Arboviral encephalitis is characterized by a febrile illness associated with any of the following neurologic signs and symptoms: headache, confusion, altered sensorium, nausea and vomiting, meningismus, cranial nerve palsy, paresis or paralysis, sensory deficit, altered reflexes, seizures, abnormal movements, or coma. The illness may be of varying severity and cannot be distinguished clinically from other central nervous system infections.
The diagnosis is made based on laboratory detection of (1) a fourfold or greater rise in serum antibody titer, (2) isolation of virus or finding viral antigen or genomic sequences in tissue, blood, cerebral spinal fluid, or other bodily fluids, or (3) IgM anitbody detected on enzyme immunoassay from serum or cerebral spinal fluid.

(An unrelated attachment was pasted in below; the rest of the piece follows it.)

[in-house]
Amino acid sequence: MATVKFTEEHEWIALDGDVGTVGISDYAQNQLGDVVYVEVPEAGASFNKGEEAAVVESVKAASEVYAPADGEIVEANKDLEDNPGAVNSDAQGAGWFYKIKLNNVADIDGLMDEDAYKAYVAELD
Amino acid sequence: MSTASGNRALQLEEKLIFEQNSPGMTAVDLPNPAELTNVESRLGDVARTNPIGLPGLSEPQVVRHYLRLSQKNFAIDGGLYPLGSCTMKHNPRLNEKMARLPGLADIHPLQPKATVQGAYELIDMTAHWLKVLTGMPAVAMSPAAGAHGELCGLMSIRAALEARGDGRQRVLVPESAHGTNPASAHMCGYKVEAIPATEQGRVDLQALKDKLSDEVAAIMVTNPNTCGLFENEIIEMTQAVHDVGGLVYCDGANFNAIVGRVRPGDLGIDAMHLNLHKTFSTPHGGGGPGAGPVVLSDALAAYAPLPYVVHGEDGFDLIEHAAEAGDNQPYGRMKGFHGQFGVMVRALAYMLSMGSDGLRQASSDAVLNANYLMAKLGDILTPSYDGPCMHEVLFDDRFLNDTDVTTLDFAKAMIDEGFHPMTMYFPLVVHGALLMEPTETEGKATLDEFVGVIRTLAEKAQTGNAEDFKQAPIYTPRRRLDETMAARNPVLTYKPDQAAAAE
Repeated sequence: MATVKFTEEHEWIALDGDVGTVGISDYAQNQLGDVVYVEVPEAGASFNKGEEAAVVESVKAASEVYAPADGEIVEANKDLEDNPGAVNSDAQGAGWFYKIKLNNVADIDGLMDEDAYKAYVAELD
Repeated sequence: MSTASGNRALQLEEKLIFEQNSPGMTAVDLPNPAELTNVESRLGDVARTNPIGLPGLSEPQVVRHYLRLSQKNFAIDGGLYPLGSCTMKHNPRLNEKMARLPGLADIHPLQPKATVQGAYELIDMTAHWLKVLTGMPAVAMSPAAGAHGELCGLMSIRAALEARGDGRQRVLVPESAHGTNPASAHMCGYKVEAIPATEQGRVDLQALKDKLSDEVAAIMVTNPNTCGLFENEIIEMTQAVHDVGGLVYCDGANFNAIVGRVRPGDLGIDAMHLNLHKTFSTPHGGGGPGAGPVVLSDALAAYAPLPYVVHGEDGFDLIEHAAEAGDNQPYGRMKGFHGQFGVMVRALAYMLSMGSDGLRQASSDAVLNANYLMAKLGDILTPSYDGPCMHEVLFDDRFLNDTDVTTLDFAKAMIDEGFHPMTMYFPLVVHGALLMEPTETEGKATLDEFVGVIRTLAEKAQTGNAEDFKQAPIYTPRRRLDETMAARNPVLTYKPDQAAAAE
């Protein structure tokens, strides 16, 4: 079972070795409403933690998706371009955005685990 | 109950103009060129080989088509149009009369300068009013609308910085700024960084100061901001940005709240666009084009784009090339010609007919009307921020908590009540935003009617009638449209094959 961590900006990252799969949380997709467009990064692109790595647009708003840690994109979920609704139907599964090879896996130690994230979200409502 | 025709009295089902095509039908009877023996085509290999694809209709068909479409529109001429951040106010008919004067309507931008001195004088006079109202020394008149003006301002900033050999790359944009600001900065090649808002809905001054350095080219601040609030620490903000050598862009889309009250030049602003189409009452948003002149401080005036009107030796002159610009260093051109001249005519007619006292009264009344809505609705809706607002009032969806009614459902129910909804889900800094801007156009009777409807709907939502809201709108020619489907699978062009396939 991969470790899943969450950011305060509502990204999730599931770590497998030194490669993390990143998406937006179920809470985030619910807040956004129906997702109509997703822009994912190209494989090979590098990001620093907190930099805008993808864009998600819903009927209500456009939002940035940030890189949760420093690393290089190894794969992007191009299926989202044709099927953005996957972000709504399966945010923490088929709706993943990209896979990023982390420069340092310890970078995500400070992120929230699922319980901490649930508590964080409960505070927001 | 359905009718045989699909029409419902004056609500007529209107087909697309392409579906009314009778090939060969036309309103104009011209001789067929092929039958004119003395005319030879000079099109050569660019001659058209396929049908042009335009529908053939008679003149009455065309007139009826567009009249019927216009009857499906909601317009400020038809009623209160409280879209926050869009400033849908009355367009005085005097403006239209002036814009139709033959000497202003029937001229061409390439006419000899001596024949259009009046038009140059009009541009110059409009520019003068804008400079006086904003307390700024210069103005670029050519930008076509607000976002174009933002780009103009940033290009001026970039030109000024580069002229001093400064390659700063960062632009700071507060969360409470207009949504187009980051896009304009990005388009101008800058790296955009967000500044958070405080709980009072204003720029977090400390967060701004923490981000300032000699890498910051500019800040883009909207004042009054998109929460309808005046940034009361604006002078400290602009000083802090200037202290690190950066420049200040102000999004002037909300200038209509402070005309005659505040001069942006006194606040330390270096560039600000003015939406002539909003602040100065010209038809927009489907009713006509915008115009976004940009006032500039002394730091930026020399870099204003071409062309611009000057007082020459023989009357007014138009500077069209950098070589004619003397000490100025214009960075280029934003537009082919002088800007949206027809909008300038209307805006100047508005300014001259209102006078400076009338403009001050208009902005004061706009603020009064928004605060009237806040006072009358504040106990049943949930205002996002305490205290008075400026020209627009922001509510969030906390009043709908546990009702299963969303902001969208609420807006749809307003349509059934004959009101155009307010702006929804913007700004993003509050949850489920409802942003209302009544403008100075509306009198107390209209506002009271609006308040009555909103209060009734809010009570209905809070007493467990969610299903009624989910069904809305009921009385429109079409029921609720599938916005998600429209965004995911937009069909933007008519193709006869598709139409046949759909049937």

Eastern equine encephalitis, western equine encephalitis, California serogroup encephalitis, or St. Louis encephalitis are reportable to the CDC. ESCHERICHIA COLI O157:H7
A diarrheal disease of variable severity, E. coli O157:H7 has gained national prominence through several food-borne outbreaks. The diarrhea of this disease is often bloody and associated with abdominal cramping. It may be complicated by hemolytic-uremic syndrome or thrombotic thrombocytopenic purpura. It also may be asymptomatic.
In the laboratory, isolation of the bacteria in a clinical specimen, or isolation of Shiga toxin-producing E. coli O157:NM from a clinical specimen (strains of O157:H7 that have lost the flagellar H antigen become nonmotile and are called NM) is diagnostic.
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